[Beds & Herts Saturday Telegraph: May 31st, 1919]
Two interesting and forcible letters were written to his parents this month by a Lutonian, serving in the East as a despatch rider with the Royal Engineers. In the first letter, written from Tanta in Egypt, he says:
“Wish I could say that I should soon be coming home, but things are not at all promising yet. The Egyptian question has simmered down, and demobilisation on a reduced scale resumed. If we wait for the arrival of reinforcements before we are released we look like waiting a long time.
“There are thousands of 'Signals' still in Egypt, and last week a draft arrived of forty! There used to be a cry of 'First out – first home' but it seems to have been forgotten by everyone except those who were unfortunate or stupid enough to be the first out. Some 50 per cent of our company went to Gallipoli in July 1915, and have had no leave in England in nearly four years.
“After all the talk and print about patriotism, duty, honour etc, to be left out here like this makes us wonder if we have not been fools ever to have believed in such things. If there were half as much effort to get us home as there was to get us out we should have been home by now.
“What are all the men doing now who took such pains to raise volunteers, men who made a house-to-house canvass, the members of T. F. Associations, and all those who organised and conducted recruiting campaigns before conscription put an end to them? They did what they then thought their duty to the country. Have they no duty to their fellow countrymen now, or now that the younger generation has made the world 'safe for democracy' are they content to live in it and leave out the men who saved it for them?
“If the fine sentiments they expressed in 1914-15 were not empty rhetoric, they will take some steps to bring home the men who have been out so long before the spirit of duty and discipline which has won such high praise and thanks from the C-in-C during the recent Egyptian troubles turns to rebellion and Bolshevism.
“There is a growing spirit of unrest amongst the troops, and it is only natural when men who once had prospects and ambitions were turned into idle loafers. The work our company is now doing could be done by 20 per cent of us.
“I grudge none of the time spent on active service, but I do object to playing football matches, playing cards for hours on end, reading dull magazines or listening to well-meaning but poor-class amateur concert parties, simply for the sake of passing time.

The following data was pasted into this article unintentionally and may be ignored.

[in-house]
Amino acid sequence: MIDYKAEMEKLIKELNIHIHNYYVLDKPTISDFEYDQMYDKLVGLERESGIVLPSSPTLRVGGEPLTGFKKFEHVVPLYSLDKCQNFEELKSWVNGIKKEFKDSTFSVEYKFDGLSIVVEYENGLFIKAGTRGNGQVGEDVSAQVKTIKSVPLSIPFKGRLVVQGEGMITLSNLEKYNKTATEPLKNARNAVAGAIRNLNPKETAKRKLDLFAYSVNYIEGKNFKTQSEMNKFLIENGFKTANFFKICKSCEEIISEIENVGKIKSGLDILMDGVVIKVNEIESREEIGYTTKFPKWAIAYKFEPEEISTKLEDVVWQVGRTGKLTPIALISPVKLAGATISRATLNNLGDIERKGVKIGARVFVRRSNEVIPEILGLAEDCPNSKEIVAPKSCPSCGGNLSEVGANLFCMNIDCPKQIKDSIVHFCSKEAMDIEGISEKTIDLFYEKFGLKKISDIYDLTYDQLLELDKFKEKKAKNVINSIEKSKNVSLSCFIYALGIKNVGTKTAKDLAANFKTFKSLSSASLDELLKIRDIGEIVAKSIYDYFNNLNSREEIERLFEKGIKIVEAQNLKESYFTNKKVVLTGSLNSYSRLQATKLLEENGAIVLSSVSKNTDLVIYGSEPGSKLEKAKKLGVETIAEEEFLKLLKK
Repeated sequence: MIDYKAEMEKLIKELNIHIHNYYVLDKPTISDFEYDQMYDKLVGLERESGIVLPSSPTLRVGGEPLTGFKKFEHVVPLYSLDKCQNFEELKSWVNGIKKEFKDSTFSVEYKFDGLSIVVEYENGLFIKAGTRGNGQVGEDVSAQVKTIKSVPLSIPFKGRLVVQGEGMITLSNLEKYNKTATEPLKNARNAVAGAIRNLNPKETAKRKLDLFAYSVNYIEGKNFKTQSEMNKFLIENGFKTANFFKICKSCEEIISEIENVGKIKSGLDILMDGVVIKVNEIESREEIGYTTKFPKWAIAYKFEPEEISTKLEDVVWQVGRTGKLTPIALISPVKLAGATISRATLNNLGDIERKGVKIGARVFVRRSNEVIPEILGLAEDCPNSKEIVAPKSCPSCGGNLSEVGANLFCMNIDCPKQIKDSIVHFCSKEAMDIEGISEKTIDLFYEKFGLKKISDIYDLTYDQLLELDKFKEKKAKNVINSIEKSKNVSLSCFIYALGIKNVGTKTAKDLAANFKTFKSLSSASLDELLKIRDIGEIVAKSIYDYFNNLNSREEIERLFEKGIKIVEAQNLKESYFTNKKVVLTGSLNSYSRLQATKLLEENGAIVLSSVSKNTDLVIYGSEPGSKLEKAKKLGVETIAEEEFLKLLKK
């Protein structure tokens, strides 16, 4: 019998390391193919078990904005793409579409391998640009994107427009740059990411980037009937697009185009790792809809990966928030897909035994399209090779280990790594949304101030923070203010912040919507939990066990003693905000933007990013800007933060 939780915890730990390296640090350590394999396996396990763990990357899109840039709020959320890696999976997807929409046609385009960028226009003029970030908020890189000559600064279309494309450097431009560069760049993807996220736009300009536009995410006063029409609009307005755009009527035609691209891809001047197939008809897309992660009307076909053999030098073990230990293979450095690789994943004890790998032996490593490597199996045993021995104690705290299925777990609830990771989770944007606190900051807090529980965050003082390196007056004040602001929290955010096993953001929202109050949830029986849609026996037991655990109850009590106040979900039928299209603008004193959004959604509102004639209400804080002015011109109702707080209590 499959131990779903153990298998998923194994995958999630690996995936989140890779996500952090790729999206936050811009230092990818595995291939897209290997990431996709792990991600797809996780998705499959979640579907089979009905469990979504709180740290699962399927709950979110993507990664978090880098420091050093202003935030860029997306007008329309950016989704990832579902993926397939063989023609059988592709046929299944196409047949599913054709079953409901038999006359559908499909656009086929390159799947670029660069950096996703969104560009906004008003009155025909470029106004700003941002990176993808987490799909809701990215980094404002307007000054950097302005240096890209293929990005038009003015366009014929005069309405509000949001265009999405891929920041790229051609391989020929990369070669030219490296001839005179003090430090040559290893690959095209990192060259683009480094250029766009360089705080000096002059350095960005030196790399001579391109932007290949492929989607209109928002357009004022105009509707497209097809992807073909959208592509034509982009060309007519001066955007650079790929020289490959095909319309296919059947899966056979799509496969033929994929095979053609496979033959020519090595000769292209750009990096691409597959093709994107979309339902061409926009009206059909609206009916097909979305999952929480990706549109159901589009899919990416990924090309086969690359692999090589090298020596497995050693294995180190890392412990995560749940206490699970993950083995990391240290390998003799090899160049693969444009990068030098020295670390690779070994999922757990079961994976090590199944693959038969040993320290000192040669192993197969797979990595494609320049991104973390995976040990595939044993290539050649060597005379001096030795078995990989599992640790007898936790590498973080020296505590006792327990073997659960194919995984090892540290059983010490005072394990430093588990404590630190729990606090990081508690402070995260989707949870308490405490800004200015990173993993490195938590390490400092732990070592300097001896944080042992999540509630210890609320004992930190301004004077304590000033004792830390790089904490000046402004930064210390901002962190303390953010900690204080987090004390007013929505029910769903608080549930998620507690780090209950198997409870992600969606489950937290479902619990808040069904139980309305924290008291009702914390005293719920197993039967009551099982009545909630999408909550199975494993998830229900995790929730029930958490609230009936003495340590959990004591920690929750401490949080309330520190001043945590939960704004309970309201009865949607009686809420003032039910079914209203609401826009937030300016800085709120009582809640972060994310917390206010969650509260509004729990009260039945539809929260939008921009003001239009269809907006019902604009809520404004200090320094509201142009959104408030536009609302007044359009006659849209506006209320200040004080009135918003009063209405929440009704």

“If I am, as I expect I shall be some day, asked to join in the formation of a new Territorial unit, I shall answer somewhat forcibly that the Army has already had more than its share of my time.
“I'm afraid this is not a very jolly letter. I've let my thoughts run wild a bit. It's only natural, for there is nothing else to write about, and it's the only thing we talk about.”
Writing about a week later, the writer says: “The full train service has recommenced, but no celebrations have taken place here. An order was issued for the students to attend the schools under the threat of closing the schools until the new term in September. The stupid louts have not complied, and in Cairo tried to make a stir, so that one was killed and several injured, and without the use of firearms. Fifty of them were arrested.
“We thought we should clear out here (the school) to make room for them, but, though parties of them have been hanging about during the week, no classes have been commenced, and it is said we are not going to Alexandria as expected.
“An order has been published reminding troops that the war did not end with the declaration of the armistice, and that under the Military Service Act of 1919 they are liable to service until May 1920. I thinbk it was done to discourage a tendency to celebrate May 11th as the expiration of six months after the war and not as a threat that we shall be kept.
“On the face of things it looks as if we shall be left to rot out here for evermore, but we hope, and hope, and hope. Several of our chaps have written letters of protest to the respective MPs...
“Still we keep smiling, even though it's a smile of contempt for the things we once believed in the right to live, freedom etc.”